Serum bile acids during fasting As hepatic clearance of both isotopic (Blum and Spritz, 1966; Klapdor, 1971; Kaye et al.j 1973; Cowen et al., 1975; Isaacs et al., 1976) and nonisotopic bile acids (O'Maille et al., 1967; Korman et al., 1975) is extremely rapid, one might reasonably ask why any measurable bile acids are present in the peripheral blood during fasting. There seem to be at least two possible explanations. First, the traditional concept that after an overnight fast the bile acid pool is almost completely stored in the gallbladder may not be true. In fact, a recent study in the hamster (Ho, 1976) has shown that, after a 12 hour fast, only 17% of the bile acids are present in the gallbladder, the majority of the pool being in the small intestine. Furthermore, preliminary studies in man (von Bergmann et al., 1976) have suggested that at the end of an overnight fast, the gallbladder contains,

on average, only 58 % of the total bile acid pool. By implication, therefore, considerable quantities of bile acids must be present in the human small intestine during fasting. If so, they are likely to be absorbed, spilling past the hepatic uptake mechanism to appear in the peripheral blood. Secondly, it is known that bile acids may be absorbed, albeit poorly, from the colon (Samuel et al., 1968) and that normally a minimum of 250-500 mg of bile acids per day must have escaped past the ileal uptake mechanism to pass through the colon as this amount appears in the faeces (Grundy et al., 1965; Evrard and Jansen, 1968). During fasting, therefore, there may well be a continuous trickle of bile acids arriving in the peripheral blood which have been absorbed from the colon and which in turn have by-passed the hepatic bile acid transport mechanism. However, serum bile acids of colonic origin are likely to be unconjugated bile acids. To date, there has been only one study which suggested that unconjugated bile acids may be found in fasting serum (Makino et al., 1969) and there have been no studies of serum unconjugated bile acid levels after meals. For this reason, the colonic absorption hypothesis is unlikely to explain the results for the serum bile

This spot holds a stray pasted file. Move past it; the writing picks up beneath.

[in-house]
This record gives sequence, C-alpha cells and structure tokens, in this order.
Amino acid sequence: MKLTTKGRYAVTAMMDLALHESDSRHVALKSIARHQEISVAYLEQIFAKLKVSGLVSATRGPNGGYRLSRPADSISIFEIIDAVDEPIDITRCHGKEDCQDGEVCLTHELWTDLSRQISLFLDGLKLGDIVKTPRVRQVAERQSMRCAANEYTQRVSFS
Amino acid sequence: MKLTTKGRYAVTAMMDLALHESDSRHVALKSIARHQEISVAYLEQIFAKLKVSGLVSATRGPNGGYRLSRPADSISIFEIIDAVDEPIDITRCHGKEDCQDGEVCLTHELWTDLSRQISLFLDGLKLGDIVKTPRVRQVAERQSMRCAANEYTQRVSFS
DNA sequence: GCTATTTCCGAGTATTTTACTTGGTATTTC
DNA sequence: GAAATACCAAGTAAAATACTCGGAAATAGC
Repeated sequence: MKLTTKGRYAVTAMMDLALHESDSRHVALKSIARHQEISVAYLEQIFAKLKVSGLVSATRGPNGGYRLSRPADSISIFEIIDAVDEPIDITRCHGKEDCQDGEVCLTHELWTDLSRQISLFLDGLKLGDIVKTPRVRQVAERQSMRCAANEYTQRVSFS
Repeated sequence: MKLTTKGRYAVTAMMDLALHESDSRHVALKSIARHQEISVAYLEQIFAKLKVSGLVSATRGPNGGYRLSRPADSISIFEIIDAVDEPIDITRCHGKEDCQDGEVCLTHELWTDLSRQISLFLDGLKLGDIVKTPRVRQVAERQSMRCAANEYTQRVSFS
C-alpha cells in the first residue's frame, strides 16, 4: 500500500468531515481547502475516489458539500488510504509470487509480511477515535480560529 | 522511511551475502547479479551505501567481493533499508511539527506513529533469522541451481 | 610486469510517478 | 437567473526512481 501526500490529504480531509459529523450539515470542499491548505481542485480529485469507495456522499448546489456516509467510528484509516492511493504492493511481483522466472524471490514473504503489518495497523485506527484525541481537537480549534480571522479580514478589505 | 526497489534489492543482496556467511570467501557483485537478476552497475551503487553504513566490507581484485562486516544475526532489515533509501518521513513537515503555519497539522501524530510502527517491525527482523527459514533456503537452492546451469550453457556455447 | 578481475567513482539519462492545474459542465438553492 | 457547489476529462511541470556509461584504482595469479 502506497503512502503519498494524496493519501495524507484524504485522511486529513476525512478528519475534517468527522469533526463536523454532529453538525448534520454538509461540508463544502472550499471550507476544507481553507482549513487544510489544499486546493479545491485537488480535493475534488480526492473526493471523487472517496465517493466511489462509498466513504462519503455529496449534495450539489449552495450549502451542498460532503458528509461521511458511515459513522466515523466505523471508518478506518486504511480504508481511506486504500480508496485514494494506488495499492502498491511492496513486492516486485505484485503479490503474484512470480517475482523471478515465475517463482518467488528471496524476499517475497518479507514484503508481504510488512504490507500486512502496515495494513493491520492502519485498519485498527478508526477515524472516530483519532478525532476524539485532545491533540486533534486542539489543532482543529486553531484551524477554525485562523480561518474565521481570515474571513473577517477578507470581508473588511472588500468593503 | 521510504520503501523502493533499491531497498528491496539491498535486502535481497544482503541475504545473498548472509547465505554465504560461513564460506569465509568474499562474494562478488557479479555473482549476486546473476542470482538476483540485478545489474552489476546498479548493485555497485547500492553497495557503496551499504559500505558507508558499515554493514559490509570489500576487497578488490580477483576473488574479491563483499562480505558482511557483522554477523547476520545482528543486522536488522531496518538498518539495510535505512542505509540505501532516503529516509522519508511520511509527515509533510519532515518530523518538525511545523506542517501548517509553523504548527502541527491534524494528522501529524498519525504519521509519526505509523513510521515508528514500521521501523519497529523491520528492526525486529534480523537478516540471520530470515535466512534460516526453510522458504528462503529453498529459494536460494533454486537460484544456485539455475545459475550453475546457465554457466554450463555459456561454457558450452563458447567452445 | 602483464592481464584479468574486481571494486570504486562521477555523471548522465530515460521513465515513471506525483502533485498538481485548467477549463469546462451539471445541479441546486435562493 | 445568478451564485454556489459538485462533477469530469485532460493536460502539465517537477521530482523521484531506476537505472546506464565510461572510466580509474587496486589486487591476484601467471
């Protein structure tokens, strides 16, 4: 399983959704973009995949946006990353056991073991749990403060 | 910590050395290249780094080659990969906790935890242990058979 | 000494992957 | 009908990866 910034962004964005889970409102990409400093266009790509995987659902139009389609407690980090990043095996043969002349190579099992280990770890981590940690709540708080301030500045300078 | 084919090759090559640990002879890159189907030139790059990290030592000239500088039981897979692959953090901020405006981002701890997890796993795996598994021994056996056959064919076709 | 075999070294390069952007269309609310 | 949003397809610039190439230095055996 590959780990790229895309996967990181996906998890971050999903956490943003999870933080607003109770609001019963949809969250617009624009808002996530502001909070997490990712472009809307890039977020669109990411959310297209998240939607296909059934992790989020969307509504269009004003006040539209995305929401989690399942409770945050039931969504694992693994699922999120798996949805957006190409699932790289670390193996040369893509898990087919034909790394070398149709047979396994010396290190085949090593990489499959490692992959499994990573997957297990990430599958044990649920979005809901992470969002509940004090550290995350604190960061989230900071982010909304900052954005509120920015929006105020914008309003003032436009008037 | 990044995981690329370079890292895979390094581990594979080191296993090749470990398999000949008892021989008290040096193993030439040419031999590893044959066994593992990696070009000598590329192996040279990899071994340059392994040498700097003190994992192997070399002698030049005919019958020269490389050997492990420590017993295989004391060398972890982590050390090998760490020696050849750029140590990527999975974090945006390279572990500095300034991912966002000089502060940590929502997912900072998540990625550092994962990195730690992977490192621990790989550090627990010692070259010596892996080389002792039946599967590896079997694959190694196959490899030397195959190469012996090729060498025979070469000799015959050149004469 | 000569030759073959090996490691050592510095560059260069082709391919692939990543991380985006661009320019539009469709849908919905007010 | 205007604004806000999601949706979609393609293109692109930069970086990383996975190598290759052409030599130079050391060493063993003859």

acid conjugates. Response to food Two aspects of the present results of serum individual bile acid responses to food merit comment-the different response to breakfast from that seen after subsequent meals and the fact that the serum conjugates of chenodeoxycholic acid showed a more rapid and greater rise after food than the serum conjugates of cholic acid. The reason why the serum bile acids in some subjects studied did not return to the baseline values (those seen after an overnight fast) between meals may be due to the fact that gastric emptying of 'solid' food is slower than that of liquid test meals (Heading et al., 1976). Solid food may cause a more prolonged release of endogenous CCK, a more protracted delivery to the intestine of bile acids from the gallbladder, and more prolonged absorption of the bile acids from the gut. If this hypothesis is correct, it could explain why there was a clear-cut serum individual bile acid -response to breakfast taken after 12 to 15 hours of fasting and a much less consistent response to lunch and dinner. The observation that the rise in serum chenodeoxycholic acid conjugates after meals is earlier and greater than that for serum cholate conjugates has been made before (Schalm et al., 1975; Angelin et al., 1976), but the explanation for this phenomenon is by no means clear. As gallbladder contraction must expel both types of bile acid conjugates

Physiological factors influencing serum bile acid levels